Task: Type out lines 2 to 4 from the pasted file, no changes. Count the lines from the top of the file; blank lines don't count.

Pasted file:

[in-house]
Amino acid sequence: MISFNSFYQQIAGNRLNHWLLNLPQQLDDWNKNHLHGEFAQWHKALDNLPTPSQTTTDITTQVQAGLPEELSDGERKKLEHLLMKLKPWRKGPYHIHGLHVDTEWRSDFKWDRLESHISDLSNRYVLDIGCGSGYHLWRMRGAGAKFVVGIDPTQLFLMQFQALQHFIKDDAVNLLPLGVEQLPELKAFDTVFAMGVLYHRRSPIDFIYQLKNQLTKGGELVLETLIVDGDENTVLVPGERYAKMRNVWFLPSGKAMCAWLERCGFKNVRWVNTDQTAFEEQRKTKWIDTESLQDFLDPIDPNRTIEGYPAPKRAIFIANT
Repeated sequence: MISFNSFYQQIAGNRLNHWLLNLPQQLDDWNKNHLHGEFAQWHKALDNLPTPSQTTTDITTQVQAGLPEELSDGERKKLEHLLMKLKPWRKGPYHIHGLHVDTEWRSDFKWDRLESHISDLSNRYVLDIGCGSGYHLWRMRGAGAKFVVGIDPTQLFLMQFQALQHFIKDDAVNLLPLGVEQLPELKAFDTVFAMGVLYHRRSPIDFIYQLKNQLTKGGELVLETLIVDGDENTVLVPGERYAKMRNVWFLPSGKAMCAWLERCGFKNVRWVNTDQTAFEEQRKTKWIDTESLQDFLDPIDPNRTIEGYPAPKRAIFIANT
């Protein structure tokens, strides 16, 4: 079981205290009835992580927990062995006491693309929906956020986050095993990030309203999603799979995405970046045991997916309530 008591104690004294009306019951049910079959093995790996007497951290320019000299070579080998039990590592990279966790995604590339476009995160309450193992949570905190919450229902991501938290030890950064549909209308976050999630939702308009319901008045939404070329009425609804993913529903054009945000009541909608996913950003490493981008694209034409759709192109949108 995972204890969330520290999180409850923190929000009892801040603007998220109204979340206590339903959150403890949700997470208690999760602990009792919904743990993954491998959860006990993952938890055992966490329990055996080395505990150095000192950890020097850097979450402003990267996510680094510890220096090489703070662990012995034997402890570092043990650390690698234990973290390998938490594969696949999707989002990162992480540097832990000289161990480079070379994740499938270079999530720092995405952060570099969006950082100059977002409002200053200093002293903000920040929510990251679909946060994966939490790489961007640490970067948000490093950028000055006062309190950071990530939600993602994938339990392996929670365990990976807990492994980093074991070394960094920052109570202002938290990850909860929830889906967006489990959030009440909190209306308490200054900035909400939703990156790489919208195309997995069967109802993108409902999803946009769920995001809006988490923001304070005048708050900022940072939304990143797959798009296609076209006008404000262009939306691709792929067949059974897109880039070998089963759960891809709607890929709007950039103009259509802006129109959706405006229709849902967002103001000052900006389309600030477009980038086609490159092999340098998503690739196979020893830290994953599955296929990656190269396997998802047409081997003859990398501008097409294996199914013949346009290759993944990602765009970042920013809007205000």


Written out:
Amino acid sequence: MISFNSFYQQIAGNRLNHWLLNLPQQLDDWNKNHLHGEFAQWHKALDNLPTPSQTTTDITTQVQAGLPEELSDGERKKLEHLLMKLKPWRKGPYHIHGLHVDTEWRSDFKWDRLESHISDLSNRYVLDIGCGSGYHLWRMRGAGAKFVVGIDPTQLFLMQFQALQHFIKDDAVNLLPLGVEQLPELKAFDTVFAMGVLYHRRSPIDFIYQLKNQLTKGGELVLETLIVDGDENTVLVPGERYAKMRNVWFLPSGKAMCAWLERCGFKNVRWVNTDQTAFEEQRKTKWIDTESLQDFLDPIDPNRTIEGYPAPKRAIFIANT
Repeated sequence: MISFNSFYQQIAGNRLNHWLLNLPQQLDDWNKNHLHGEFAQWHKALDNLPTPSQTTTDITTQVQAGLPEELSDGERKKLEHLLMKLKPWRKGPYHIHGLHVDTEWRSDFKWDRLESHISDLSNRYVLDIGCGSGYHLWRMRGAGAKFVVGIDPTQLFLMQFQALQHFIKDDAVNLLPLGVEQLPELKAFDTVFAMGVLYHRRSPIDFIYQLKNQLTKGGELVLETLIVDGDENTVLVPGERYAKMRNVWFLPSGKAMCAWLERCGFKNVRWVNTDQTAFEEQRKTKWIDTESLQDFLDPIDPNRTIEGYPAPKRAIFIANT
């Protein structure tokens, strides 16, 4: 079981205290009835992580927990062995006491693309929906956020986050095993990030309203999603799979995405970046045991997916309530 008591104690004294009306019951049910079959093995790996007497951290320019000299070579080998039990590592990279966790995604590339476009995160309450193992949570905190919450229902991501938290030890950064549909209308976050999630939702308009319901008045939404070329009425609804993913529903054009945000009541909608996913950003490493981008694209034409759709192109949108 995972204890969330520290999180409850923190929000009892801040603007998220109204979340206590339903959150403890949700997470208690999760602990009792919904743990993954491998959860006990993952938890055992966490329990055996080395505990150095000192950890020097850097979450402003990267996510680094510890220096090489703070662990012995034997402890570092043990650390690698234990973290390998938490594969696949999707989002990162992480540097832990000289161990480079070379994740499938270079999530720092995405952060570099969006950082100059977002409002200053200093002293903000920040929510990251679909946060994966939490790489961007640490970067948000490093950028000055006062309190950071990530939600993602994938339990392996929670365990990976807990492994980093074991070394960094920052109570202002938290990850909860929830889906967006489990959030009440909190209306308490200054900035909400939703990156790489919208195309997995069967109802993108409902999803946009769920995001809006988490923001304070005048708050900022940072939304990143797959798009296609076209006008404000262009939306691709792929067949059974897109880039070998089963759960891809709607890929709007950039103009259509802006129109959706405006229709849902967002103001000052900006389309600030477009980038086609490159092999340098998503690739196979020893830290994953599955296929990656190269396997998802047409081997003859990398501008097409294996199914013949346009290759993944990602765009970042920013809007205000």